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Micro VMs can present unique management challenges

The haphazard deployment of micro VMs can eventually lead to issues ranging from IP address depletion to serious performance problems resulting from extreme resource contention.

In many ways, a micro VM is just like any other VM, except smaller. Like with other VMs, IT administrators allocate resources such as CPU, memory and storage to micro VMs and manage them using tools such as vCenter Server or System Center Virtual Machine Manager.

However, in spite of their similarities to other VMs, micro VMs can sometimes introduce hidden management challenges.

Some of these management challenges stem from creating large numbers of tiny VMs over time. Because micro VMs are so small, it's easy to regard them as being insignificant in terms of their effect on the virtualization infrastructure.

Keep the hypervisor's VM limit in mind

One potential problem that can result from the accumulation of a large number of tiny VMs is exceeding the hypervisor's VM limit or perhaps exceeding the available software licenses.

Modern hypervisors tend to support a large number of VMs, but reaching these limits is hardly unthinkable, especially in the context of tiny VMs. For example, Hyper-V has a limit of 1024 running VMs per host. This limit was much lower in some of the earlier versions of Hyper-V. For example, Windows Server 2008 R2 had a limit of 384 running VMs per host.

Even if an organization doesn't create enough tiny VMs to exceed the hypervisor's limits, creating a large number of micro VMs can create other problems. One such problem is that of IP address depletion. A Dynamic Host Configuration Protocol (DHCP) scope provides a finite number of IP addresses, and VMs can quickly claim all of a scope's available addresses if admins create VMs without regard for the IP address pool.

Even if an organization doesn't create enough tiny VMs to exceed the hypervisor's limits, creating a large number of micro VMs can create other problems.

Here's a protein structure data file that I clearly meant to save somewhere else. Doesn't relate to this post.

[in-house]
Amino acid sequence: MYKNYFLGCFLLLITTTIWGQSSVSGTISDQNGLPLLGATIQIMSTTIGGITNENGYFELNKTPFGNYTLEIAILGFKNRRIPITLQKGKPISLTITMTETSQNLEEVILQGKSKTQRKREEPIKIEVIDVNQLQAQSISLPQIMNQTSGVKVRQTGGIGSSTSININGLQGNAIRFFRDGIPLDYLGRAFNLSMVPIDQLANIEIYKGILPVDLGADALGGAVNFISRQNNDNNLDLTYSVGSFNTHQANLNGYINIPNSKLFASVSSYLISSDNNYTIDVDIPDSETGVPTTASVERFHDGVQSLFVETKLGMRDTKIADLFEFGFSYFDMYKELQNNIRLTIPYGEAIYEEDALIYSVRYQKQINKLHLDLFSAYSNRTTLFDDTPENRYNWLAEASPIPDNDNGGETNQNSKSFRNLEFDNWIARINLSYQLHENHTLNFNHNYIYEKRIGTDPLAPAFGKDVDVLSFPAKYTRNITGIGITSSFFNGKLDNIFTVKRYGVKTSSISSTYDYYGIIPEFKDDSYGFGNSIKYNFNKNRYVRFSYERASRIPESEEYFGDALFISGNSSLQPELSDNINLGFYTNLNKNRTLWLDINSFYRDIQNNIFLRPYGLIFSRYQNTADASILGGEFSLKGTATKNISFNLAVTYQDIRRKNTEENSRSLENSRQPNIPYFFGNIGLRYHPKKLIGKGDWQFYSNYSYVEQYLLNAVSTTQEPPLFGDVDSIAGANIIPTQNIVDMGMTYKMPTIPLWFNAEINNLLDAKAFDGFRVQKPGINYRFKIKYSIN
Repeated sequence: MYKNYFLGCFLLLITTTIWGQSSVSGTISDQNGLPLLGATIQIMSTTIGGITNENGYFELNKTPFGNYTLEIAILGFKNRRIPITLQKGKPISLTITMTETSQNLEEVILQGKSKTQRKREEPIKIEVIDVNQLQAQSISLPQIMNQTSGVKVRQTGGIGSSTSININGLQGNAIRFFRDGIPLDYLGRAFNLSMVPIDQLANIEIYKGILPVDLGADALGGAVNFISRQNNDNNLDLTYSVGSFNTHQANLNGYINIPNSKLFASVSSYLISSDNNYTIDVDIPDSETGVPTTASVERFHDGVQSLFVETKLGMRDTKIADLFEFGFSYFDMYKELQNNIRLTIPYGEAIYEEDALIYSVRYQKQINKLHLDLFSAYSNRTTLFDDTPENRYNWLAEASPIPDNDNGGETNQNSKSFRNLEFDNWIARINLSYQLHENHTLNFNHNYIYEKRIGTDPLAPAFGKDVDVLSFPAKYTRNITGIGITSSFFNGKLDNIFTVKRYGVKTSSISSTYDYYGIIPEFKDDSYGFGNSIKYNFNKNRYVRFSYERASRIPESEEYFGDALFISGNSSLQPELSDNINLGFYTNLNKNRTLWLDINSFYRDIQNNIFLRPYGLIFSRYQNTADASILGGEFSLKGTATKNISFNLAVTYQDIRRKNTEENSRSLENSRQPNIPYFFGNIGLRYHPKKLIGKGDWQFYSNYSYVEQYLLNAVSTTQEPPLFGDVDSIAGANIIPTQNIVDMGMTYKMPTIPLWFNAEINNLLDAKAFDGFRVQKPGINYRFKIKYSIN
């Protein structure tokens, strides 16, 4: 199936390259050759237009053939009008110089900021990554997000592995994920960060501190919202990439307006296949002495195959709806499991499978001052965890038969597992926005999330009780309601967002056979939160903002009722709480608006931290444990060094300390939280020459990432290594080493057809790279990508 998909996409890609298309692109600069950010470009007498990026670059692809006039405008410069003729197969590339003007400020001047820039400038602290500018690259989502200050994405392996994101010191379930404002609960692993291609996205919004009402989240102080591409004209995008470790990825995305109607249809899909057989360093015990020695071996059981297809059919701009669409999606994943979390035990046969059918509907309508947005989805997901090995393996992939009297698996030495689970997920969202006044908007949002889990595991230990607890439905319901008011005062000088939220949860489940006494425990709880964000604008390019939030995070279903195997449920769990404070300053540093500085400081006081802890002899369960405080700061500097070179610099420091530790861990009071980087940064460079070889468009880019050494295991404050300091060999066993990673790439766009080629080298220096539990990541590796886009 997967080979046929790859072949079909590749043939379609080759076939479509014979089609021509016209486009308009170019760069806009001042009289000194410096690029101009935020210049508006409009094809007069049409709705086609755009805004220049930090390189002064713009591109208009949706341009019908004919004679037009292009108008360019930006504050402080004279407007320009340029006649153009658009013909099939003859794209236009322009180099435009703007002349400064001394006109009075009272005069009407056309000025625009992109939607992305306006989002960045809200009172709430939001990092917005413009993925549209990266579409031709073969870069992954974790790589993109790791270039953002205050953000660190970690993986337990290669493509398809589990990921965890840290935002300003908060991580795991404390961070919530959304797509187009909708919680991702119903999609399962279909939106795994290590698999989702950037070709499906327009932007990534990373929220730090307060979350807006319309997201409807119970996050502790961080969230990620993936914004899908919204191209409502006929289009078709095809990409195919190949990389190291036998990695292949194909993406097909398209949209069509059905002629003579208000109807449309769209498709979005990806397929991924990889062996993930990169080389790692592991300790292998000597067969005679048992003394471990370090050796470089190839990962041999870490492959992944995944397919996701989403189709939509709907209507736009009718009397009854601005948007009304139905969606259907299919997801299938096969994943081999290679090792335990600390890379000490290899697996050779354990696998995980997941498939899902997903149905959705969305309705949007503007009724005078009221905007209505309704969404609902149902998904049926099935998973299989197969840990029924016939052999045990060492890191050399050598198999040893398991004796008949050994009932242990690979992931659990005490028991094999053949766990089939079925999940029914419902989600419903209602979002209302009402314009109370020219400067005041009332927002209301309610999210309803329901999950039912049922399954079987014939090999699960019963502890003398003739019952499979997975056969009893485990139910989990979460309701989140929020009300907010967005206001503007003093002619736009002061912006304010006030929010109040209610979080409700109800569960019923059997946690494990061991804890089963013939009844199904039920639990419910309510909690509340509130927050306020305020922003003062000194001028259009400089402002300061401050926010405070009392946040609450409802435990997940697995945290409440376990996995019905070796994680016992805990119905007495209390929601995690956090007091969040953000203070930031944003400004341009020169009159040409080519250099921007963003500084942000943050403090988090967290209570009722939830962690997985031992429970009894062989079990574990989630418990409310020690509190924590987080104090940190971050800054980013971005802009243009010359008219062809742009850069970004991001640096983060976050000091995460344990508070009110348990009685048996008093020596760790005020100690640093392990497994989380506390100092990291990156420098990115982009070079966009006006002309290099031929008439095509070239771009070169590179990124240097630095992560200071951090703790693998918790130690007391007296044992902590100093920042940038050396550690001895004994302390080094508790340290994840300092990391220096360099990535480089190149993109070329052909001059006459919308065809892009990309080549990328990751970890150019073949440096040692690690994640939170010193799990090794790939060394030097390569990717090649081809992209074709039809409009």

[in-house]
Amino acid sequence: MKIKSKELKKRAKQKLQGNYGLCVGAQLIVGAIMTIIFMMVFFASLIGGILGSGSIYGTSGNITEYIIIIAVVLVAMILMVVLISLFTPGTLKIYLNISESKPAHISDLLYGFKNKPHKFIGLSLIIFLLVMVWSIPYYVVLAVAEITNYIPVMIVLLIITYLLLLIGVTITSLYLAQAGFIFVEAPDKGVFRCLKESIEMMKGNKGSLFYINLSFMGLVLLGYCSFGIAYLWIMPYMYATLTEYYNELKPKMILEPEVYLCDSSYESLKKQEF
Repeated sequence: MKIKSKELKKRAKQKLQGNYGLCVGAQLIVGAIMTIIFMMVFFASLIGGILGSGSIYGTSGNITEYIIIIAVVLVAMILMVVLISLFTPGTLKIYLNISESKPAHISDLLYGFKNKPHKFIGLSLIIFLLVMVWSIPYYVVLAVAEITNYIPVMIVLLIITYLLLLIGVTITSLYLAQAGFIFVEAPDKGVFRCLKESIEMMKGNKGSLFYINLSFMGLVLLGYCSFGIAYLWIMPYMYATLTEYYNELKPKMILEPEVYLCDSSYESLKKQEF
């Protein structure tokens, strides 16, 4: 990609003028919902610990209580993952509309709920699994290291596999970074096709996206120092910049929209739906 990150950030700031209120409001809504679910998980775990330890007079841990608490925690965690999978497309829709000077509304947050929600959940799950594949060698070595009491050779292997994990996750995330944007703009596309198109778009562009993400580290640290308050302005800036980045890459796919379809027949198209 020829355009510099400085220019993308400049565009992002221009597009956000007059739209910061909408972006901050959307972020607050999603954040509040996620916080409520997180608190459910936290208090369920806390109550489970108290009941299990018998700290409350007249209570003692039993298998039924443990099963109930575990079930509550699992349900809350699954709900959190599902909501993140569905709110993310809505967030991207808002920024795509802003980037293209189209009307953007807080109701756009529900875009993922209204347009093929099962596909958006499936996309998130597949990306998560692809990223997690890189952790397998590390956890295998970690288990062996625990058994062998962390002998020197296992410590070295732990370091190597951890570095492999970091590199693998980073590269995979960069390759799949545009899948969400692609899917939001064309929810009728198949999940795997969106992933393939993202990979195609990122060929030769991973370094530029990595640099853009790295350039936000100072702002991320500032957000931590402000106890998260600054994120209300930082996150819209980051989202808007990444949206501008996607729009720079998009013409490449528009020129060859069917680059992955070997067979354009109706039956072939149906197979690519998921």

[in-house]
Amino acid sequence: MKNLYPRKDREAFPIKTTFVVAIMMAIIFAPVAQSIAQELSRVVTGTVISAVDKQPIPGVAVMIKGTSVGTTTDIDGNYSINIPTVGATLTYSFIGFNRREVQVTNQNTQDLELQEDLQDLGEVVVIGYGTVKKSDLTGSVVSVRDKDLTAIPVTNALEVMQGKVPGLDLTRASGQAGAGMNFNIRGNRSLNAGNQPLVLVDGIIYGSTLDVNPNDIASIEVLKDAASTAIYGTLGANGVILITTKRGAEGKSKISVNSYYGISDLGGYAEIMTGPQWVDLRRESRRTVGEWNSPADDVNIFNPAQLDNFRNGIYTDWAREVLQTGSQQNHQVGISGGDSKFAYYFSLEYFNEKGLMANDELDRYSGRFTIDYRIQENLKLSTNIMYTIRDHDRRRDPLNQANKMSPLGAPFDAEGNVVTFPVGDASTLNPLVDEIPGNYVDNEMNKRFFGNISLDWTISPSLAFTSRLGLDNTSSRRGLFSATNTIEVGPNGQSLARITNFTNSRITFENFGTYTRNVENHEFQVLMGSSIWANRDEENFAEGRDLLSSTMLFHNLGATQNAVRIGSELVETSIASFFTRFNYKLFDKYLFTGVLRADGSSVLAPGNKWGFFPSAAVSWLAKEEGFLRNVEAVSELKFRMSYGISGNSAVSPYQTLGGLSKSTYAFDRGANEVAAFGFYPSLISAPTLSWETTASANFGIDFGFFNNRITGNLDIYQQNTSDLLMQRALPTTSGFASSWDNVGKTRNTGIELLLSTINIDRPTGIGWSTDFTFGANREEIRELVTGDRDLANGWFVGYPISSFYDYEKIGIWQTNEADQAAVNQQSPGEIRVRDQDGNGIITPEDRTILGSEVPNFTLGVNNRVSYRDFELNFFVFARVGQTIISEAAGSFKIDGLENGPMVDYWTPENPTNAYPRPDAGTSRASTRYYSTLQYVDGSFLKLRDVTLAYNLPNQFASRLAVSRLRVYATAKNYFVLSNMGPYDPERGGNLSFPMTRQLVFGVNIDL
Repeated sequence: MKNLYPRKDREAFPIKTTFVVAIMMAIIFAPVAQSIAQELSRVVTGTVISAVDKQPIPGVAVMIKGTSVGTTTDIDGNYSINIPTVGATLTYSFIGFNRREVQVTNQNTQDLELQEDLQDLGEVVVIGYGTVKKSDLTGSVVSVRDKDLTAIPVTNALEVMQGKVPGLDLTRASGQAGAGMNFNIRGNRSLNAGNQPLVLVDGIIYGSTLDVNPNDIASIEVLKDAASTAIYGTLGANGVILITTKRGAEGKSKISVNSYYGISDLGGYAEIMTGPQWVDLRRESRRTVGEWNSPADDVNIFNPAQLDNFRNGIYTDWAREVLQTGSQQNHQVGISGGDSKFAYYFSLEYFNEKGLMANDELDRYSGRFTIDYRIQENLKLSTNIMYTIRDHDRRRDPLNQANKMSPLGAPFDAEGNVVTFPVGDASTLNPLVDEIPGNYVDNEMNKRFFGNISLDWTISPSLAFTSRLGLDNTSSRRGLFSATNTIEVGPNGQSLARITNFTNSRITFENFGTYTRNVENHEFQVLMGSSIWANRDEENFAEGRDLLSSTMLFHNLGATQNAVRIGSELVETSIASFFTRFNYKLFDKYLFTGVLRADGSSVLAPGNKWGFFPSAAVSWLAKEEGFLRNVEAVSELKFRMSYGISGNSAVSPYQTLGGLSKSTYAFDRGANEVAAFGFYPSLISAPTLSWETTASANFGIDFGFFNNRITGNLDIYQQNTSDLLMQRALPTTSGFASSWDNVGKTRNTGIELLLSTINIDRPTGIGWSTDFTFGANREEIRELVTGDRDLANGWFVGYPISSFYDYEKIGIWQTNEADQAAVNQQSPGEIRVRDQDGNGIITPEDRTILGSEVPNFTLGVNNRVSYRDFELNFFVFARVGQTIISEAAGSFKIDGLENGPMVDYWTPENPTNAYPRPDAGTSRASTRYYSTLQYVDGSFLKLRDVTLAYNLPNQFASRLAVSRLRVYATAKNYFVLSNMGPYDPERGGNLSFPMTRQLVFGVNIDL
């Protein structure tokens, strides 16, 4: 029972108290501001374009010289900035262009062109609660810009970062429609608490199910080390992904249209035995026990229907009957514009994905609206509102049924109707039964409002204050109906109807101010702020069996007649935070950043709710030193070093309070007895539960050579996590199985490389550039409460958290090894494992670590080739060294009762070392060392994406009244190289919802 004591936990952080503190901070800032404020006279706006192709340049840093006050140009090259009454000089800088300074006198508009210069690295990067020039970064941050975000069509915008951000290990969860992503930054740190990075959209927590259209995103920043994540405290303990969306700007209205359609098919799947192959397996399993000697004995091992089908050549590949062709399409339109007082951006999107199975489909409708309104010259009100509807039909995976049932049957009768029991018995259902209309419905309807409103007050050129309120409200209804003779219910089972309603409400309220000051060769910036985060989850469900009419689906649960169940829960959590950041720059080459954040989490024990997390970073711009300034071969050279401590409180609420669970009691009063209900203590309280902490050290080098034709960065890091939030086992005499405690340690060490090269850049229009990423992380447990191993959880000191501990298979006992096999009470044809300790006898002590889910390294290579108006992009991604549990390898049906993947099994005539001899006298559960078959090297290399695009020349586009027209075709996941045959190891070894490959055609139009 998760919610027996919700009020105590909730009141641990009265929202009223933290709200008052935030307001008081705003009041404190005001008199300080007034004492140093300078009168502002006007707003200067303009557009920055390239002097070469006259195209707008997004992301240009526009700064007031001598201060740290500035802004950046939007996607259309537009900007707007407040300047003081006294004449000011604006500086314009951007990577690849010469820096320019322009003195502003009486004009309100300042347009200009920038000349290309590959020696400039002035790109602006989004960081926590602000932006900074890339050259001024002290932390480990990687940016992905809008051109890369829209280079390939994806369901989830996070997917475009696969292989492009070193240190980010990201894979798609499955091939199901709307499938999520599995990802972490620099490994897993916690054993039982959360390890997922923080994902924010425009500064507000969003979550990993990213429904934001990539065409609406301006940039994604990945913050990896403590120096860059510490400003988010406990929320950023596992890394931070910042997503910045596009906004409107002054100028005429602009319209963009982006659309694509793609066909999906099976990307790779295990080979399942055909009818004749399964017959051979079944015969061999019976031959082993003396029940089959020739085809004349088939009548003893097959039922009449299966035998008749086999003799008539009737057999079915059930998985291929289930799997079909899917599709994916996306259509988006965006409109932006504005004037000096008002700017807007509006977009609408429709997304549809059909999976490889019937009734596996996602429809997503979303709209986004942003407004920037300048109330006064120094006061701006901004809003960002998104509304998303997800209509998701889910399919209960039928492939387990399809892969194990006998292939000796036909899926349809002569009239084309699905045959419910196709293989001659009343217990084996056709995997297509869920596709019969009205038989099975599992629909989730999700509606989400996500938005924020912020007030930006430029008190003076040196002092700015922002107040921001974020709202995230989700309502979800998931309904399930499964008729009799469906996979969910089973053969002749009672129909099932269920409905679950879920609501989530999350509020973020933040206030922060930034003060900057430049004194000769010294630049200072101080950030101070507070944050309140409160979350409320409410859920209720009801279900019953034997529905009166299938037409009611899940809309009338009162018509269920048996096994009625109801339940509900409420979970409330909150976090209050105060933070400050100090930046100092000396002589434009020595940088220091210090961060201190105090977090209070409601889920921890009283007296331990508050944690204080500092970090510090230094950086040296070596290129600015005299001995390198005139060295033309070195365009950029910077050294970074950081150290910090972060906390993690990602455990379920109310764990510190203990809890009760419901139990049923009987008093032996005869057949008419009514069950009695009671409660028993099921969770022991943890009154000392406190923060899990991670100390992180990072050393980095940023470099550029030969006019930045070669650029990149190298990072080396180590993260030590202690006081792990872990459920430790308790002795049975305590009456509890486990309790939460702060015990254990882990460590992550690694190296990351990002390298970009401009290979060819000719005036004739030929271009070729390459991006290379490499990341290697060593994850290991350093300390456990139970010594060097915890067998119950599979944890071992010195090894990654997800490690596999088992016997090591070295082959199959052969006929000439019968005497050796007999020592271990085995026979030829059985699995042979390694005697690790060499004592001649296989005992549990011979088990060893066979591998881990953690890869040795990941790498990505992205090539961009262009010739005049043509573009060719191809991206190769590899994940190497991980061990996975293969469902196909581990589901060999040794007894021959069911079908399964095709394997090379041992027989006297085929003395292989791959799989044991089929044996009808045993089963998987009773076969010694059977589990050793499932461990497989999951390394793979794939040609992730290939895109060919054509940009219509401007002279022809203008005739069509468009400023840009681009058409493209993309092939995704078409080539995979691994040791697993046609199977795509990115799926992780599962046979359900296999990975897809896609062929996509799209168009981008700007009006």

It's worth noting that the large-scale use of small, temporary VMs can greatly accelerate IP address consumption. A DHCP server leases IP addresses to a client for a specific period of time, often in range of days to weeks. If an admin brings a temporary VM online and then quickly terminates it, the DHCP server usually marks the VM's IP address as unavailable until the lease period expires, even if the VM no longer exists.

Avoid excessive resource contention

Another problem that can stem from the large-scale use of micro VMs is excessive resource contention. Because micro VMs are so small, they are commonly regarded as consuming miniscule amounts of system resources. However, a VM's size actually has very little to do with its resource consumption.

As a somewhat extreme example, consider the stress test tool, HeavyLoad. The 64-bit version of HeavyLoad is less than 10 MB in size, and yet the tool can consume immense amounts of system resources. Although it's unlikely that an organization would run HeavyLoad on a production VM -- aside from maybe doing some initial testing -- the tool clearly illustrates that even a tiny application can consume large amounts of CPU, memory, storage or network resources.

The other problem that stems from treating micro VM resource consumption as insignificant is that even if the VMs really do consume miniscule amounts of system resources, large numbers of these tiny VMs can collectively consume enough resources to overwhelm the host.

Another way of thinking about this concept is that although a drop of water might be insignificant, many drops of water can collectively form an ocean.

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How do you ensure a micro VM deployment doesn't get out of hand?
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The points raised in this article are debatable.
1. IP address depletion is unlikely as you are primarily using private IP address rages with public IP addresses being mapped to a load balancer.
2. I would agree that managing networking with an increasing volume of vm's would challenging, therefore some form of SDN is required in any high rate of change environment. An enterprise class SDN like NSX will manage an IP pool and for certain use cases, the NAT capability will enable duplicate IP addresses to exist on the network as vm's are known by object ID.
3. Even the mentioned hyper-V's 1024 VM per host is plenty compared to an average consolidation of 40 - 80 VM's per host today.
4. Host capacity today is not managed by the number of VM's per host, but rather the overall host utilization. Why would managing spikes be harder with micro vm's? Essentially, you are not wasting as much resource on duplicated OS functions, therefore there is more resource for your applications, but this in itself does not create utilization spikes.

With all the above mentioned, there is a lot of benefit to using containers beyond a finer point of isolation and for the foreseeable future both vm's and containers are likely to co-exist.
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